In Lord of the Rings Online that customisation is provided by the Traits system.  Traits affect your character attributes and skills in a multitude of different ways.  Traits might provide more morale, faster power regeneration, they might extend the time a skill works for, give you more resistance to fire based attacks, or even provide entirely new skills alltogether.  Two Hunter characters might fair very differently in the same fight based on their trait choices.  There are four types of traits, lots of different traits in each type, completely different traits for each class and race, and a large number of ways they can be earned.  You could spend weeks reviewing all the options and how they affect a specific character.  For the most part, average players don’t spend that much time on them, but as you reach higher levels there usually comes a moment where you wonder why someone else survived a fight you didn’t and often the answer is trait choice.

Here then is my description of Traits, how they’re earned, why they’re called Virtues and why Deeds are so important.  Part one will be a general overview of the system.


There are four types of trait.  The different types tend for the most part to be earned in different ways, although there is some overlap.  In the section below I’ll provide a basic overview of each type and how they are most commonly earned.  Subsequent posts will go into more detail on each of the different types.

Virtues (can be equipped from level 7)

Virtues are the most basic trait, and your character starts earning these almost as soon as they start adventuring.  Each virtue provides three benefits to your character in the form of improvements to their attributes.  The range of attributes is diverse and includes basic stats such as Agility, defences such as Fire, improvements to in-combat power regeneration, and a large list of other possible benefits.  Nearly all virtues are earned as the rewards for common deeds.  They tend to be location based deeds such as killing orcs in The Lonelands or scouting ancient ruins in the North Downs.

Virtues are unique among the other types of traits in that additional instances of the same virtue stack together.  For example, you may earn your first Charity virtue by completing a deed in The Shire.  You could then equip it, and it would be at rank 1.  If you later earned another Charity virtue, perhaps in the Lonelands, it would automatically increase your equipped Charity trait to rank 2, and the benefits provided by the virtue would increase.  It does not matter where you earn your first rank of a virtue, nor what level you are when you do it.  The maximum rank any virtue may rise to is currently 10.  Earning multiple ranks in virtues is one of the ways to greatly increase your character’s power.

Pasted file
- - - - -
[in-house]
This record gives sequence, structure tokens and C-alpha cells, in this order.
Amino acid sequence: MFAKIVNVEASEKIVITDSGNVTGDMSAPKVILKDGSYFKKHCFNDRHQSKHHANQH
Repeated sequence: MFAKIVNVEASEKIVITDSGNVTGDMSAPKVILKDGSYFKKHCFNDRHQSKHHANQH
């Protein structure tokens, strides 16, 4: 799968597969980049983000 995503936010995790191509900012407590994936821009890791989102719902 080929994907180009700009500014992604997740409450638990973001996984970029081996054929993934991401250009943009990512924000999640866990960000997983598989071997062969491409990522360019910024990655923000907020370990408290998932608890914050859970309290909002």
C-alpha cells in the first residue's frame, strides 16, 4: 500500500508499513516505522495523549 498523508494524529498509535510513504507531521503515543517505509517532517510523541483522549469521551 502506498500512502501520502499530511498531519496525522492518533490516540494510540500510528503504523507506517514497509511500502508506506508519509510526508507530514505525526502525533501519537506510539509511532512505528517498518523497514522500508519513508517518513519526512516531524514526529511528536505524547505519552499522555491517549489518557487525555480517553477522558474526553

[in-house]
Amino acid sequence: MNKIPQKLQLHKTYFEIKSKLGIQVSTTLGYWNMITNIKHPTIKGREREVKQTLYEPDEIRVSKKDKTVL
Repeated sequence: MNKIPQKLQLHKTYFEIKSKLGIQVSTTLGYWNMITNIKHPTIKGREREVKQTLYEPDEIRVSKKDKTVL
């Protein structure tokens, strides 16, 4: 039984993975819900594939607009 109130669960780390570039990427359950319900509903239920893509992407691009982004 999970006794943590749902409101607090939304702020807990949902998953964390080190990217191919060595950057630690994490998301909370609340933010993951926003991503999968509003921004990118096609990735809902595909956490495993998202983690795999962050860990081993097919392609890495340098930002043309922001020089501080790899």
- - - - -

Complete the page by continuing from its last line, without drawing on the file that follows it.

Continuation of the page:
Virtues are identical for all classes and races in both name and benefit provided.

Racial (can be equipped from level 13)

Racial traits are, as the name suggests, unique to each race in both the effect they provide and the activity required to earn them.  They are mostly earned by killing enemies considered to be racial enemies.  For example, Dwarves have great enmity towards the Dourhands, Elves towards drakes, Hobbits towards wolves and Men towards the dead.  They tend to provide new skills or unique bonuses as rewards.  They are level restricted such that you may not see the deed required to earn the trait until you reach a certain level, at which point killing one of the enemies in question will give you the new deed.

Class (can be equipped from level 15)

Class traits are most often earned by repeatedly using class based skills.  The traits and their benefits are different for every class.  These traits provide the most significant customisation of the classes.  In the Mines of Moria expansion class traits were modified so that for each class they now fall into three groups.  Each group or set gives a particular class focus, and they achieve this because collecting traits within the same set/group provides additional benefits.  For example, you might choose to play a Guardian and focus on two-handed weapon / overpower traits, or you may prefer to generate more hate.  Choosing traits that match those rolls will provide additional benefits that complement that style.  That will be covered in more detail in a later post.  It is worth noting that this system is optional, you are free to equip any combination of class traits you like.

Legendary (can be equipped from level 41)

The last class of trait and the least numerous are Legendary traits.  As the name suggests (at least in theory) these traits provide your character with legendary abilities that define their place in the War of Middle Earth.  In practice some people find the benefits vary in quality on a per trait basis.  Each class gets a totally unique set of Legendary traits.  They are earned in different ways, either through collection deeds, earning reputation and purchasing books, or completing quest lines.  The only common factor is that at each stage, each class has to complete the same type of activity to earn similar legendary traits.  For example, in the mid 40’s the first three legendary traits are all earned by collecting a book and then 8 missing pages.  Each class requires different books and pages, and gets different traits, but they are all earned in the same way.